Rule #3: Only Nibble on the “Free Food”

True to my miser personality, I am drawn to places that serve “free food.” Mexican and Tex-Mex establishments serve free chips and salsa. Indian cuisine provides crisp tandoori flatbread and sauce. Olive Garden gives out bread sticks and real butter to their clientele. Greek Restaurants occasionally offer pita bread and humus. It is easy to get carried away with these free pre-appetizers. No matter how hungry you are, breathe, wait, and nibble on the food. Something greater is coming. Save your appetite for what tastes better and what you actually paid for … the “real food.”

Rule #4: Study for the Meal

Quite literally, do your homework. Get a copy of the menu beforehand. Stop by the restaurant and pick one up. Most establishments even provide the menus online. Be prepared when the waiter asks, “What can I get you?” Personally, I do not perform well under pressure. With the constant “Are you ready to order yet?” question, I tend to hastily and carelessly order something that was too expensive or something that I really didn’t want. Believe me, studying the menu will save you money and will get you the best dish.

Rule #5: Carefully Plan the Entire Experience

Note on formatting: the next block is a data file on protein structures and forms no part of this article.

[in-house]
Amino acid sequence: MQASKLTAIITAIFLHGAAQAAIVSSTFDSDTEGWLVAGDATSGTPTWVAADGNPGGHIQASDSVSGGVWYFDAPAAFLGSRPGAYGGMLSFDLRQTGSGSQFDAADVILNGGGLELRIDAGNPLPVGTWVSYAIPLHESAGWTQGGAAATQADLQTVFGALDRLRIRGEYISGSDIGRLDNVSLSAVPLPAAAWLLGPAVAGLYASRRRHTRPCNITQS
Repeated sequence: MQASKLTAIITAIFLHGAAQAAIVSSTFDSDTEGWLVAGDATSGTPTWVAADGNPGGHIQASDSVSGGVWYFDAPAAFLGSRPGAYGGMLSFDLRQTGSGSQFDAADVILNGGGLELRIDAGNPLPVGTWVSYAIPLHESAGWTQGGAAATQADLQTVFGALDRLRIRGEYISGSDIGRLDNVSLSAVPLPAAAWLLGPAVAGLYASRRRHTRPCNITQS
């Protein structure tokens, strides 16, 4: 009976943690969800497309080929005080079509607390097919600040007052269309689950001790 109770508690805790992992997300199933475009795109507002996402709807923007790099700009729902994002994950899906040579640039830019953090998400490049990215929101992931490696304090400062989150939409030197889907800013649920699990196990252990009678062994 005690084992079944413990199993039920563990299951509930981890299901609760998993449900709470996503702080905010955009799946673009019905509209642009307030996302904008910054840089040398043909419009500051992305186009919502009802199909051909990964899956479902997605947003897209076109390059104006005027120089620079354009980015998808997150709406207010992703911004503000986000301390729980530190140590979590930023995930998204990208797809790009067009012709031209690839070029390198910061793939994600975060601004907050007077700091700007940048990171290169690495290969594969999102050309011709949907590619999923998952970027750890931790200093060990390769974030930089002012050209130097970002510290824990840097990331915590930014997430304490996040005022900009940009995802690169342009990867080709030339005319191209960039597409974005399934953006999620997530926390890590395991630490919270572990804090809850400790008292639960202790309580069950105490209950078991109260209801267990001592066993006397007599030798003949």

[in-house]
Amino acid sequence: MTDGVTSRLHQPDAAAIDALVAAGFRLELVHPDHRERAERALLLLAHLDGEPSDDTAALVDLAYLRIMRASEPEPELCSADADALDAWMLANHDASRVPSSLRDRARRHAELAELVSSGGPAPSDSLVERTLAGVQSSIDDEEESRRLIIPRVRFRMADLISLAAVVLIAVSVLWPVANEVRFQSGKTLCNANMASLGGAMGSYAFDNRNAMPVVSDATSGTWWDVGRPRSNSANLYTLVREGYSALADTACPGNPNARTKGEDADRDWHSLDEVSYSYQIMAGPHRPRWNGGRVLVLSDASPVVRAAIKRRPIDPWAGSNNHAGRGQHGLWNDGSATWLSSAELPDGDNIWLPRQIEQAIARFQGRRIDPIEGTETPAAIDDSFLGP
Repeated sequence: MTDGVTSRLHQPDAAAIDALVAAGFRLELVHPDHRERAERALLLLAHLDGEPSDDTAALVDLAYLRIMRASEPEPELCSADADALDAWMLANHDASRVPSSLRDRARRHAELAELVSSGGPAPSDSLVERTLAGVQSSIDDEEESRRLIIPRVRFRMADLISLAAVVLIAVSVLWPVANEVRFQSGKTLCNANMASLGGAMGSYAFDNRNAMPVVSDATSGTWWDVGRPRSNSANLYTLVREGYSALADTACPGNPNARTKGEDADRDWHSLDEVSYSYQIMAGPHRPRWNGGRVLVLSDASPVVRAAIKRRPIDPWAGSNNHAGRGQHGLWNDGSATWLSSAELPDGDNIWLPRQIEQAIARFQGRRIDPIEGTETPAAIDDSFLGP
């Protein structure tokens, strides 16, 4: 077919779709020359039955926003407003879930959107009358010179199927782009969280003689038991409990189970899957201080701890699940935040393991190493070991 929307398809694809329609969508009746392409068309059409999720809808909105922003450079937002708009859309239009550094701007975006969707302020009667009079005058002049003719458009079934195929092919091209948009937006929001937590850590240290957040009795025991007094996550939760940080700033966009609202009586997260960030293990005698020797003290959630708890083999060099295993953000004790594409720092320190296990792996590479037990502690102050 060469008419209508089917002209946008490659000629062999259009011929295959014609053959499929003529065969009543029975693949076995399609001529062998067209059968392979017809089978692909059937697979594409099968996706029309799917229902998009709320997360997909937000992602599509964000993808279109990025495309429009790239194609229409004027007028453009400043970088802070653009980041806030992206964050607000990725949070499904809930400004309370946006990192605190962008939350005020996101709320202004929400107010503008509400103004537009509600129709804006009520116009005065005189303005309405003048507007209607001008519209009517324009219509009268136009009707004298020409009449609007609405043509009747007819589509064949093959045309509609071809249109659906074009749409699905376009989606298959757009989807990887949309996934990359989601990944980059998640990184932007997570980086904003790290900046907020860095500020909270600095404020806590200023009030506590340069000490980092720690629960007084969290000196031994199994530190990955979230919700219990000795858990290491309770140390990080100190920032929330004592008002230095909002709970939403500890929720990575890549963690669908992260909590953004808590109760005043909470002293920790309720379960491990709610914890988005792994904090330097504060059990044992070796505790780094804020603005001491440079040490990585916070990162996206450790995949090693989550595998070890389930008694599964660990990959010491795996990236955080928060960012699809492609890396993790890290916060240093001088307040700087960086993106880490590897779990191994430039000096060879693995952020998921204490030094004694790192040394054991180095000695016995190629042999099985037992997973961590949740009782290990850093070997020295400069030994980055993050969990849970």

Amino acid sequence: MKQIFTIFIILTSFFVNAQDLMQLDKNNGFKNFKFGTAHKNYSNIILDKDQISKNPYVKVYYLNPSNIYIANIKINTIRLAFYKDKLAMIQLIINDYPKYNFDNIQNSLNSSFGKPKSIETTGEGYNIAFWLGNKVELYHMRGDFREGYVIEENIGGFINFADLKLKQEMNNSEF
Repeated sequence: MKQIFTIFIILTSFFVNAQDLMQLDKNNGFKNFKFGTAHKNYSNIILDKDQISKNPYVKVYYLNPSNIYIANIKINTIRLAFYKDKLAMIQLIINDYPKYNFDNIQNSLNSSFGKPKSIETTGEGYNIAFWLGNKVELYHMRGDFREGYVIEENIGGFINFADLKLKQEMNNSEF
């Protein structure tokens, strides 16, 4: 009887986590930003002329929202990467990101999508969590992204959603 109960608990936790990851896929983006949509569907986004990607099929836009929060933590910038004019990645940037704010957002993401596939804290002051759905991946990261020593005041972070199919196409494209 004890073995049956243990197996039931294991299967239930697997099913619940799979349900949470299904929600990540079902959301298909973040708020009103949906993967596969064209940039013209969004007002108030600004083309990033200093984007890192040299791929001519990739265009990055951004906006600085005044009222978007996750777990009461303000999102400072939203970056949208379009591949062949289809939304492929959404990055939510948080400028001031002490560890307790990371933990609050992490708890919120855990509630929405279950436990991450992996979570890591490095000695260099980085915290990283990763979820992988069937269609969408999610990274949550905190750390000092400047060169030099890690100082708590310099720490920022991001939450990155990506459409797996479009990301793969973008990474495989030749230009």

rules_entree.jpgWhen you study the menu, coordinate the meal with as much creativity as a “girly girl” coordinates her wardrobe. Make sure that there are complementing varieties of textures, colors, tastes, and smells. Make sure each sense (except of course hearing) experiences at least two different sensations. Don’t just get something warm, mushy, and greasy. Add some fresh roughage for that colorful, green crunch! The basic essentials to a meal include a warm entrée, a dry carb, a fresh side, a sweet dessert, and a complementing drink. If you follow this rule, you won’t be stuck with just soft enchiladas, beans, and rice … which is a stone throw away from the world of old lady dentures.

Try these rules the next time you go to another restaurant. I guarantee they will greatly improve your dining experience. Please comment below on your thoughts of the guidelines. Feel free to leave another handy rule to follow when dining out.

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Posted on Thursday, May 10th, 2007

One Response to “Hear Ye! Rules of the Restaurant! - 5 Guidelines to Follow When Dining Out”

  1. Midori Says:

    You’re an amazing writer! To add to the last rule, I just want to say that when I do eat that dish, the enchiladas, beans, and rice, the whole experience is better with just the addition of some chopped up lettuce, tomatoes, avocado and sour cream.

    Also, I like to make sure that my meal has at least three colors. I learned this by experience. I once went to a country cookin’ establishment and ordered hashbrown casserole, corn, and macaronni and cheese. It also came with biscuits and cornbread. Everything was cream-colored or yellow. I would like to forget that dining experience! It seems that the eyes also want to enjoy the dining experience!